They were managed by Peter Walsh, a 1960s and 1970s pop entrepreneur whose portfolio also included artists The Tremeloes, Bay See Rollers, Billy Multitude, The Troggs and Obscene Mink.

After Younger Campbell, who co-wrote most of the group«s innovative corporeal with Ford, communistic the belt in 1971 for a alone employment, Marmalade suffered adverse publicity from the UK»s newspaper, Dirt of the In The Seventh Heaven. They began a series of letter-up changes including the sacrifice of drummer Alan Whitehead, who was sacked in the midst of a self-stimulating protocol with his starlet girlfriend.

Marmalade recruited a new guitarist Hugh Nicholson, an ex-fellow of the The Poets, other belt from Scotland. Then Marmalade released «Songs» in 1972 and Nicholson took on most flex vocals and number cheaply composite with more command and less orchestral arrangements, which met with restrictive attainment. However, Nicholson penned two of their last hits, «Cousin Norman» and «Radancer», as well as the lesser hit «Back on the Road», on which he sang flex vocal. He communistic in 1973 to system Obscene (not to be perplexed with a much later boy belt of the same name — Obscene), and Ford plus Knight carried on with Marmalade. Nicholson was replaced by Mike Japp, a lull guitarist from the Welsh belt «Thank You».

Refusing to with most of the band's old hit records on acting, the squad slowly came to a generous stop. Knight was sacked, but then linked up with the innovative drummer, Alan Whitehead, to system Antiquated Marmalade. They were reunited with their old supervisor Peter Walsh to with all the hits on acting, and had a generous appointment sheet.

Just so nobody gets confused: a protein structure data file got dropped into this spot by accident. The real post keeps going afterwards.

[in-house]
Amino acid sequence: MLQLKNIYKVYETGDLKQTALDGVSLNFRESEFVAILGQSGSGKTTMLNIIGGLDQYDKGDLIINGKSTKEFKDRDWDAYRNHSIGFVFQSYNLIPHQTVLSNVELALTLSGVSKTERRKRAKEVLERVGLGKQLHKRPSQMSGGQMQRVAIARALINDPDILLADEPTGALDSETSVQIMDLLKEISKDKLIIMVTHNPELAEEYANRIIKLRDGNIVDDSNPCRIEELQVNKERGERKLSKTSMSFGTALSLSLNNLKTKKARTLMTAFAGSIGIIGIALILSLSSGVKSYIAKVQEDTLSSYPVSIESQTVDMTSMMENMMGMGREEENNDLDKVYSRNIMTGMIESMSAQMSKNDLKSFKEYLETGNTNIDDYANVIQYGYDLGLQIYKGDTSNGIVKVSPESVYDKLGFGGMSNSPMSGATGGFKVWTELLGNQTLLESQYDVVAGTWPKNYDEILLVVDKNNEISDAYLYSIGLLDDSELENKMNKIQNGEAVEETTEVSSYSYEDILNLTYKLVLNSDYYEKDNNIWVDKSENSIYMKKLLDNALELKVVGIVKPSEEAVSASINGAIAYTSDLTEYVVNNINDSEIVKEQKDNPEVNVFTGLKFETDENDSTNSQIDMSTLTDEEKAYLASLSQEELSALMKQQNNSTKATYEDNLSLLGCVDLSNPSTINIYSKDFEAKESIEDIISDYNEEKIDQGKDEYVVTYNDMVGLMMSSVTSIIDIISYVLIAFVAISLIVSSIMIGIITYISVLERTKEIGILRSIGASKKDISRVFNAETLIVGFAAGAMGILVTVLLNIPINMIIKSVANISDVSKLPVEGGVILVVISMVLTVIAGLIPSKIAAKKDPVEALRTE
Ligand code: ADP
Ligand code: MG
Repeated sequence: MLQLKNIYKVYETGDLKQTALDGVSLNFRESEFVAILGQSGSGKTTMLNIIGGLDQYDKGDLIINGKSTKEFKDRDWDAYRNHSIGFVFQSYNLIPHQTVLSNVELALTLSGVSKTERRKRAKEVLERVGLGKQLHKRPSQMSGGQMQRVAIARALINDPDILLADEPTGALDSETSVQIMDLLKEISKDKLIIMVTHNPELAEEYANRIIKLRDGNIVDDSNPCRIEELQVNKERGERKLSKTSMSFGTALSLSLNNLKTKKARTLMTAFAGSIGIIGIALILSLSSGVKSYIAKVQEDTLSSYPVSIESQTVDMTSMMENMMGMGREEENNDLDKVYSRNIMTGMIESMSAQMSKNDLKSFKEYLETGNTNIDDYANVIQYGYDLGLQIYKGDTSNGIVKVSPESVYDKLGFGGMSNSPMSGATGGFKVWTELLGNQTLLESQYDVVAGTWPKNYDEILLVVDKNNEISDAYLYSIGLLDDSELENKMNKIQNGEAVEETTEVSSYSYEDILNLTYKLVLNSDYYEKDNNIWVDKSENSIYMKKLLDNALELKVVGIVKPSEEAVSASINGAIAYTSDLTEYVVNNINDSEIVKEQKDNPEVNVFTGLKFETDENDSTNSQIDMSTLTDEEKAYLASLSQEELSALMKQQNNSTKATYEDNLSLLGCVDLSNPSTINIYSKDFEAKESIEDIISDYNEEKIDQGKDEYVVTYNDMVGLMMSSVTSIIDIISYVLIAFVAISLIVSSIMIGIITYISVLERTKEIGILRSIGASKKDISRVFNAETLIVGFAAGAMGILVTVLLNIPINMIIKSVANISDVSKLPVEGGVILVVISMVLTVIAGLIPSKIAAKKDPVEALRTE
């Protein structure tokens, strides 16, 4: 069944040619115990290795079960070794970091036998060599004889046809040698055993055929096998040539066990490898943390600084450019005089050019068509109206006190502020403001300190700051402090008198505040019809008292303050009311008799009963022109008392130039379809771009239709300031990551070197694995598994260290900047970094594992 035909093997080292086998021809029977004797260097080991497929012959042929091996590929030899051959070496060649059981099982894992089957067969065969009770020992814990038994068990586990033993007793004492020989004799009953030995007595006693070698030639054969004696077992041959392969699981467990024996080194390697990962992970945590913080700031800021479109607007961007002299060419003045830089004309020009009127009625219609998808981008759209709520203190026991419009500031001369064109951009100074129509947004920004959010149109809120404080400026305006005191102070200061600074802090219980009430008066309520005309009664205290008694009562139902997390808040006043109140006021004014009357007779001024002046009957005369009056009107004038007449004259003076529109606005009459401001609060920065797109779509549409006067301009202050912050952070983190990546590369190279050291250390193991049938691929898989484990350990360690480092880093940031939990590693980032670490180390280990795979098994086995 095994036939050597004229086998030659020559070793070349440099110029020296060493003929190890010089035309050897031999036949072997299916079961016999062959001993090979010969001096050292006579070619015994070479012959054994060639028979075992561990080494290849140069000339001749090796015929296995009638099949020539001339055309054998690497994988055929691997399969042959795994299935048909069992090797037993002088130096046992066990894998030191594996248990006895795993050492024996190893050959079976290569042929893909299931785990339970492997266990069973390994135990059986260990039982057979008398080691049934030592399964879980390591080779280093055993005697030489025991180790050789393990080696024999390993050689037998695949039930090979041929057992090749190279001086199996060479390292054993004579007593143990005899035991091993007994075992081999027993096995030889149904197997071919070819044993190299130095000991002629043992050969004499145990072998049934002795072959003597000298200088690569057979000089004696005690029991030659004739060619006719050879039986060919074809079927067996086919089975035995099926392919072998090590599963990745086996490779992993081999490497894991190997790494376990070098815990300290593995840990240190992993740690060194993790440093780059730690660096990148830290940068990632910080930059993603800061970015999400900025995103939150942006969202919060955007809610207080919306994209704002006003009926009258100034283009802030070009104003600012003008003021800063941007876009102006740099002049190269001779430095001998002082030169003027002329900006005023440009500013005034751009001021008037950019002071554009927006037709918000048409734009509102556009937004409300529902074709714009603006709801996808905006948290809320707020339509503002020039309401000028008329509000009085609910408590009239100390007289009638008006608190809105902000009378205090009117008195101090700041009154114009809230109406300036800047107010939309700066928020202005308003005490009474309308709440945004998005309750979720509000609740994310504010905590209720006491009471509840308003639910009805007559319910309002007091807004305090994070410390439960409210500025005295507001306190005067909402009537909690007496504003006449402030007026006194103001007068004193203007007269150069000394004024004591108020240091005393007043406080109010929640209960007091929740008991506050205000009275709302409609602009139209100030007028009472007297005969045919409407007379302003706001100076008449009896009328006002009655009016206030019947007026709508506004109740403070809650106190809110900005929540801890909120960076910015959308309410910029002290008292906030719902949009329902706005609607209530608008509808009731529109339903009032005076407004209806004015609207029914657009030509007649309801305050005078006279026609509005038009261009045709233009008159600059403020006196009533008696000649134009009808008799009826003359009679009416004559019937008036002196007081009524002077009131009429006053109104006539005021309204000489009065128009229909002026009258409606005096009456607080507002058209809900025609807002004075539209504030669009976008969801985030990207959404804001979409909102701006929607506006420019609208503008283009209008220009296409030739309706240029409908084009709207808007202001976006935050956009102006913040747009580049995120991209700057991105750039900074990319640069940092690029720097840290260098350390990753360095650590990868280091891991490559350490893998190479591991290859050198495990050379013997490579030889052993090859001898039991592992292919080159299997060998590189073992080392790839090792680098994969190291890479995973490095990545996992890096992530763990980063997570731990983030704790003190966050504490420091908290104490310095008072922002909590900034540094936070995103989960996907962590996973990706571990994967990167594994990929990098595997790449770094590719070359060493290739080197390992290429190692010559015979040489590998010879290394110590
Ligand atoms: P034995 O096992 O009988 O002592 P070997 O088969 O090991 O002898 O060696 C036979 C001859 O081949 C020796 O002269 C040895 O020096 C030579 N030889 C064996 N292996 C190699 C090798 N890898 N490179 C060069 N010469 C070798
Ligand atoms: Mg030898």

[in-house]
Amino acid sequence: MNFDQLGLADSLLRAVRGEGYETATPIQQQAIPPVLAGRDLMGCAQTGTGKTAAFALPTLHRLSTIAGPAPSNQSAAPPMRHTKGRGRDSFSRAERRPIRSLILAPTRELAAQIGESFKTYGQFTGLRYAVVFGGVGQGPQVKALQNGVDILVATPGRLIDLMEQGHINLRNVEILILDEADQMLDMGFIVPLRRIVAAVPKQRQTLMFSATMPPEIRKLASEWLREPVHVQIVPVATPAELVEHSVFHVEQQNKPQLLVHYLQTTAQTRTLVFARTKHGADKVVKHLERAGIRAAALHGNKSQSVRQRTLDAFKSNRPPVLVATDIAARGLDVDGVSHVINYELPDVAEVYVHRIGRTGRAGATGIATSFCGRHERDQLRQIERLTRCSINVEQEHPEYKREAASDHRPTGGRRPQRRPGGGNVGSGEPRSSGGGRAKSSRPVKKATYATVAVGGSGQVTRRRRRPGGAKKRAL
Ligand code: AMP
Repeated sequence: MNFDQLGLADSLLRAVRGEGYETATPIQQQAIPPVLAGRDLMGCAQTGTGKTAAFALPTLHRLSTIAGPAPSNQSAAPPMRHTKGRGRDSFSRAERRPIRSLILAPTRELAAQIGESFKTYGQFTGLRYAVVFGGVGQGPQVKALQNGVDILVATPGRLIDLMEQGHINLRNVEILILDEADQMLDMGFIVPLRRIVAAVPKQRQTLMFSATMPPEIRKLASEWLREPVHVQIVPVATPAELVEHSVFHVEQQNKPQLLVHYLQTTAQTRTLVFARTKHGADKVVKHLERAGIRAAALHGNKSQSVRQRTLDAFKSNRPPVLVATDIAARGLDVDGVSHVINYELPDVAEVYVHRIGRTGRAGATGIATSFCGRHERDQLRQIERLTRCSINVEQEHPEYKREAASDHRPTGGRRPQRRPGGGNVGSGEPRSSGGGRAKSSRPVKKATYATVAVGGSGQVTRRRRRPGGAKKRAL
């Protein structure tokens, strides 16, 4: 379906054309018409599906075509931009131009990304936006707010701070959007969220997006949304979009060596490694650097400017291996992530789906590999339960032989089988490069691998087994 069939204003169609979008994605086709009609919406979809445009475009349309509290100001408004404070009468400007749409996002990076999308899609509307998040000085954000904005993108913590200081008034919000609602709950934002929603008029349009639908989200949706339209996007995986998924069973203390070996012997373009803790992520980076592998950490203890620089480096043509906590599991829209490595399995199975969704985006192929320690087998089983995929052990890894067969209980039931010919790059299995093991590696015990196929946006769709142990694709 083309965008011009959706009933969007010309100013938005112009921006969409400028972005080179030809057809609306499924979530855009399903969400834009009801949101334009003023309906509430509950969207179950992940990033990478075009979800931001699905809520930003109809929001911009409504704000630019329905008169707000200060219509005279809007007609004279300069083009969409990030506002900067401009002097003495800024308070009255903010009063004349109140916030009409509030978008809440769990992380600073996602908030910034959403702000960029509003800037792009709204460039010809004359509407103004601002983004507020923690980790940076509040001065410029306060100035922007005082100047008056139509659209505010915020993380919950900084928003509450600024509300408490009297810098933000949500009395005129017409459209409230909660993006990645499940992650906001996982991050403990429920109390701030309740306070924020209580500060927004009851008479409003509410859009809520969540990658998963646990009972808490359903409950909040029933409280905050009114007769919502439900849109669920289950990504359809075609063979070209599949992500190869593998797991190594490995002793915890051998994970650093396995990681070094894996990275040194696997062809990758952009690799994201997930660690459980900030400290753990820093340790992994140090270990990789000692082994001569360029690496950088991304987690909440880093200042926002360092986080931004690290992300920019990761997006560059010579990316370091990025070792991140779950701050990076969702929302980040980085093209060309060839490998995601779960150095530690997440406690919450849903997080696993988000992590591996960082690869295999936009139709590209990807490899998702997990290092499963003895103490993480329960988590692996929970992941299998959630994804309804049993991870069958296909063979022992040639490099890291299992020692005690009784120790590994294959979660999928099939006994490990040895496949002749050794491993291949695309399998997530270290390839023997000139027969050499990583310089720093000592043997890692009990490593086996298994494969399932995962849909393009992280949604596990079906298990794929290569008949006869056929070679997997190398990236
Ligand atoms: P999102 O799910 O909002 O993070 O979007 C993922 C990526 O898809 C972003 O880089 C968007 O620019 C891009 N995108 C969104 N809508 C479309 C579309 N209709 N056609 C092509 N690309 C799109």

Ford was one of many flex vocals in The Alan Parsons Obligation. His last known business in music was in 1991 already living in the U.S. Knight and Whitehead took over the name Marmalade again with a new letter-up, fronted by chanteuse and guitarist Sandy Newman. They signed a conduct oneself treat with Objective Records, and had another Top 10 hit in 1976 with the ominously entitled Tony Macaulay-penned number cheaply, «Falling Apart At The Seams». In The Wake singles failed to map.

Whitehead communistic the belt in 1978 to take care of other pop groups, which he does to this day. Knight is still touring on the nostalgia ambit with Marmalade — the only innovative communistic — alongside Newman, Glenn Taylor (drums), and Alan Holmes (guitar). Ford lives in New York having retired from the music activity, whilst Fairley has his own bar, called Scotland Yard, situated in Los Angeles.

Whitehead married Louise and they had two children, born in 1988 and in 1992. Despite Knight and Ford«s greater notability, Whitehead always contended that he was the »face' of the Marmalade, although few would recognise him. Campbell enjoyed alone hits in 1972 and 1973 with «Hallelujah Freedom» and «Sweet Illusion». He is a booming songwriter and boob tube and coat composer and arranger, now living in Sussex, England. He also co-wrote the music for Thomas the Tank Locomotive and Friends.

Innovative belt members:

Dean Ford: born Thomas McAleese, 5 September 1945, Coatbridge, Scotland — flex chanteuse.

Younger Campbell: born William Campbell, 31 May 1947, Glasgow, Scotland — flex guitarist / instrumentalist / chanteuse and arranger.

Graham Knight: born John Graham Knight, 8 December 1943, Glasgow — bassist and chanteuse.

Pat Fairley: born Patrick Fairley, 14 April 1943, Glasgow — 6 thread bassist / guitarist

Alan Whitehead: born 24 July 1945, Oswestry, Shropshire, England — drummer.